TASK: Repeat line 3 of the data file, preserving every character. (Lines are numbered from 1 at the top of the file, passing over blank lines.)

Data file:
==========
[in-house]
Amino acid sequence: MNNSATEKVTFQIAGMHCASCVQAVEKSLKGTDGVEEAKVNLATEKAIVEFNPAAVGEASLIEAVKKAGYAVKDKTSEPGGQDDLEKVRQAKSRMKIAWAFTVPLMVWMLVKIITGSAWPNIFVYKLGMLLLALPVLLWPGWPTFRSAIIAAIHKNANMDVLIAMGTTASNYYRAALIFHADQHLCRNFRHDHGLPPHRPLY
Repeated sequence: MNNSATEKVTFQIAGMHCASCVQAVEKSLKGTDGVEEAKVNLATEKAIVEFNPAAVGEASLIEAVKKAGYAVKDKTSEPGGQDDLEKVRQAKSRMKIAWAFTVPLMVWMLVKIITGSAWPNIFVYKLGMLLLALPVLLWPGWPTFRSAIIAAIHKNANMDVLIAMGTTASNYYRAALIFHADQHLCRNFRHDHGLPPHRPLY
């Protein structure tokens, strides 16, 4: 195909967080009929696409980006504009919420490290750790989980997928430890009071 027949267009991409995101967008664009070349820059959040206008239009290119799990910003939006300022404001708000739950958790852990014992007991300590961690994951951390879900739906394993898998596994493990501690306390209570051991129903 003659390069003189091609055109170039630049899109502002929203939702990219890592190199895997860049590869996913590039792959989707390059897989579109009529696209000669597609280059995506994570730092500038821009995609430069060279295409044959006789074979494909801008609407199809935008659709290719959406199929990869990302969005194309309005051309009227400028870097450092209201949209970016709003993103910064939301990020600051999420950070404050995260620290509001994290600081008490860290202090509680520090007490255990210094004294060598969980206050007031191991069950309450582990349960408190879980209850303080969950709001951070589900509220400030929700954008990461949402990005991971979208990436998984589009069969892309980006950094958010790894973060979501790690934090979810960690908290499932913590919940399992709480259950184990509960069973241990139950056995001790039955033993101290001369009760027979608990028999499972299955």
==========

Repeated sequence: MNNSATEKVTFQIAGMHCASCVQAVEKSLKGTDGVEEAKVNLATEKAIVEFNPAAVGEASLIEAVKKAGYAVKDKTSEPGGQDDLEKVRQAKSRMKIAWAFTVPLMVWMLVKIITGSAWPNIFVYKLGMLLLALPVLLWPGWPTFRSAIIAAIHKNANMDVLIAMGTTASNYYRAALIFHADQHLCRNFRHDHGLPPHRPLY